How to Replace Old Windows



With Spring around the corner, it’s time to start thinking about what home improvement projects your house needs the most. Perhaps you want to redo your kitchen or bathroom’s flooring, maybe you need to patch your roofing or siding, or even just fix that old screen door. However, one of the most important projects you should tackle are those old windows.

Replacing average-sized windows on the ground floor takes between four to five hours, and depending on your building materials, could cost between $100 to $600 dollars, making it an incredibly high-value, worthwhile project in comparison to others that yield a lower ROI. Here’s how!

Remove the Old Windows.

If you have to replace the whole thing, then you should consider using a stock replacement window. You might have to make a few adjustments to the frame, but it’ll cost less than an entirely custom new window. Use a crowbar to remove the entire window casing, including its trim and sill plate.

Adjust the Windows’ Frames.

Once you remove the casing, make sure that the headers and the studs are plum and square, and that the frame matches the new window’s dimensions. This might require you to add new boards to the frame, as well as removing part of exterior’s siding. You want to allow about 1/4 inch gaps on every side for further adjustments and insulation.

Time to Install Those New Windows.

If you had to remove a part of the exterior siding, make sure to put felt wrap back up so you can keep moisture out. Then, apply windows wrap to the exterior framing of the window. Start the wrap installation at window’s bottom and then work your way up.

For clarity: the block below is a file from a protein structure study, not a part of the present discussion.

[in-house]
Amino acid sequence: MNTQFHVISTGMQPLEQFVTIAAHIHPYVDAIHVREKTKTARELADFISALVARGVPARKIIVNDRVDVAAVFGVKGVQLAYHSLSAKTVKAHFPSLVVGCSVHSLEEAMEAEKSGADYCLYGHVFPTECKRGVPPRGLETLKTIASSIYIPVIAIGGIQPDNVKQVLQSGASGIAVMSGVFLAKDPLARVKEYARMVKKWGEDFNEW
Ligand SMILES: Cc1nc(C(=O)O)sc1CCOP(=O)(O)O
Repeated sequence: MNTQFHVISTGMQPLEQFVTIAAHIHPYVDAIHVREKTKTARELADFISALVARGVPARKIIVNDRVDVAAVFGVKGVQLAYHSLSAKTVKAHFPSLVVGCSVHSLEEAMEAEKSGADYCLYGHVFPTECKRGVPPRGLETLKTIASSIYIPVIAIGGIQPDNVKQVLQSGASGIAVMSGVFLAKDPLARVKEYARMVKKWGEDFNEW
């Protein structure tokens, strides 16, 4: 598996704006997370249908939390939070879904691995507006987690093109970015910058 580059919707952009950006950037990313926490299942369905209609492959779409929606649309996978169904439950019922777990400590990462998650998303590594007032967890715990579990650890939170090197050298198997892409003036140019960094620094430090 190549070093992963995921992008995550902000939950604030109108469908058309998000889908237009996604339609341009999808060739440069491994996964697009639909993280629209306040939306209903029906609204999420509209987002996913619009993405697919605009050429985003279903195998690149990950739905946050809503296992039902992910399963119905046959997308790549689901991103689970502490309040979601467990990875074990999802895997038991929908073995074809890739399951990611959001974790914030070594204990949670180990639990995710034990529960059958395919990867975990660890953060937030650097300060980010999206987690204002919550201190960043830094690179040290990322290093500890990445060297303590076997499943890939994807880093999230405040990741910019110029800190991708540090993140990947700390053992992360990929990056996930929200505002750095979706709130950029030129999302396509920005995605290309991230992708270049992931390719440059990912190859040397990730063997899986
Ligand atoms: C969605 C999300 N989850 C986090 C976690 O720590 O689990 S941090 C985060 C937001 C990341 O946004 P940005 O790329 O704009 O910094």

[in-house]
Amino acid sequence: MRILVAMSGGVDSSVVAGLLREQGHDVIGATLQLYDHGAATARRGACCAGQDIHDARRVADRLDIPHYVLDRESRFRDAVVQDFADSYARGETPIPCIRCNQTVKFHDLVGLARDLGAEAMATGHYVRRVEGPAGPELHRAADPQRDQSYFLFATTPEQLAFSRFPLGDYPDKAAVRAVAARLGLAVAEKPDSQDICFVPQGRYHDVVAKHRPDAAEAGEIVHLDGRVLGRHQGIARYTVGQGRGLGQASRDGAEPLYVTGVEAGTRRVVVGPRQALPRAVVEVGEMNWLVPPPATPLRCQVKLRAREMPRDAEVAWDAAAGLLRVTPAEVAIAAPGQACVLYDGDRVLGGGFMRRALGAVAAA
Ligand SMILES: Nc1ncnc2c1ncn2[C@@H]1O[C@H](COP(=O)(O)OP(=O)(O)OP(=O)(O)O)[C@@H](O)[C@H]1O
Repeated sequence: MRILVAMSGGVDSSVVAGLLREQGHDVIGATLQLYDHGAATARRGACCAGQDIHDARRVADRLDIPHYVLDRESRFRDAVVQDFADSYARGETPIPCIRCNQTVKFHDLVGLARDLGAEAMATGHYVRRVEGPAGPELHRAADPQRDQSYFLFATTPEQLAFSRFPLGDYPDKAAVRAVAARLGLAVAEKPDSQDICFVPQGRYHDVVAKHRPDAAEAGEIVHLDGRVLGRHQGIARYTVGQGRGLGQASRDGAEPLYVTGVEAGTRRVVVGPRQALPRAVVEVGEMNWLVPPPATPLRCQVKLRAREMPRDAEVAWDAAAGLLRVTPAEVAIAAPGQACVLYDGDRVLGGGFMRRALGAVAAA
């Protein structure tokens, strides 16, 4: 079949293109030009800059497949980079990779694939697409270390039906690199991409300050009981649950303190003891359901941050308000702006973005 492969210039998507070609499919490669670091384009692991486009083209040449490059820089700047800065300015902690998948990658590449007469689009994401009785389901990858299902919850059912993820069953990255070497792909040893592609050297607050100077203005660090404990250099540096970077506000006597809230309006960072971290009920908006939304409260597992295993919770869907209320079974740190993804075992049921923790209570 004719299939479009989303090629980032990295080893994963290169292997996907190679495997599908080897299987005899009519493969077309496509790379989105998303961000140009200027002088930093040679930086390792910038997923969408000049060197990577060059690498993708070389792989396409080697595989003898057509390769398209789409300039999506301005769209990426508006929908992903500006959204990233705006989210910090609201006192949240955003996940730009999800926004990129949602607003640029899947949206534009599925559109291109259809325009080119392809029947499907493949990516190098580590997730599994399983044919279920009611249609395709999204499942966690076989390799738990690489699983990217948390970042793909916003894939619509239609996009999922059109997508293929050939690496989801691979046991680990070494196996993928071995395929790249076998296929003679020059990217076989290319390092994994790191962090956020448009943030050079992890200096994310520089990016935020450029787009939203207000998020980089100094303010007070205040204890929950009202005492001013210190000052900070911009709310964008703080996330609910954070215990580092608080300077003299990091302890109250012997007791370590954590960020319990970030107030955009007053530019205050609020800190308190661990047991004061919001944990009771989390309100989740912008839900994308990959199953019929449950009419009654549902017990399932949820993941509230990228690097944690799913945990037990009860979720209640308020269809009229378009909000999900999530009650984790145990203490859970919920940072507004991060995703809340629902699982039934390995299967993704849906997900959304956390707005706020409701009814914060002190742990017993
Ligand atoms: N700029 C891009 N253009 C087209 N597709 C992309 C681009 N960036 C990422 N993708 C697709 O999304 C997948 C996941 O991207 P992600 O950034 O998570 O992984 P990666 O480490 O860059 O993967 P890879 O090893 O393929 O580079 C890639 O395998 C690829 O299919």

Now, install the window from the exterior by pushing it up until its flush with the frame. Then, screw it into place, making sure that you’re able to anchor it to a piece of solid wood. Then, adjust the window so it’s plumb and square by maneuvering the screws and adding shims to what areas need adjustment. Then, once you’ve got the window in the correct position, use screws or nails to secure it into place from the exterior.

Wrap the Windows.

Now, add another layer of windows wrap around its fins. Make sure to overlap the wrap to completely cover the surfaces, without letting the wrap crinkle or fold back on itself. This is a key to keeping moisture out, so it’s got to remain flush to the window frame.

Insulate the Windows.

You can insulate the window with expanding-foam sealant into the gaps between the casing and the window. You want to cover the window’s edges with painter’s tape. Once your foam dries, scrape it off with a knife. You don’t want to use too much foam, or else it’ll bow the window and disable it.

Replace the Trim and Casing.

Now, all you’ve got to do is install a new interior casing and replace any exterior trim if need be!

That’s it! If you have any questions about replacing old windows, feel free to ask in the comments. Good references here.

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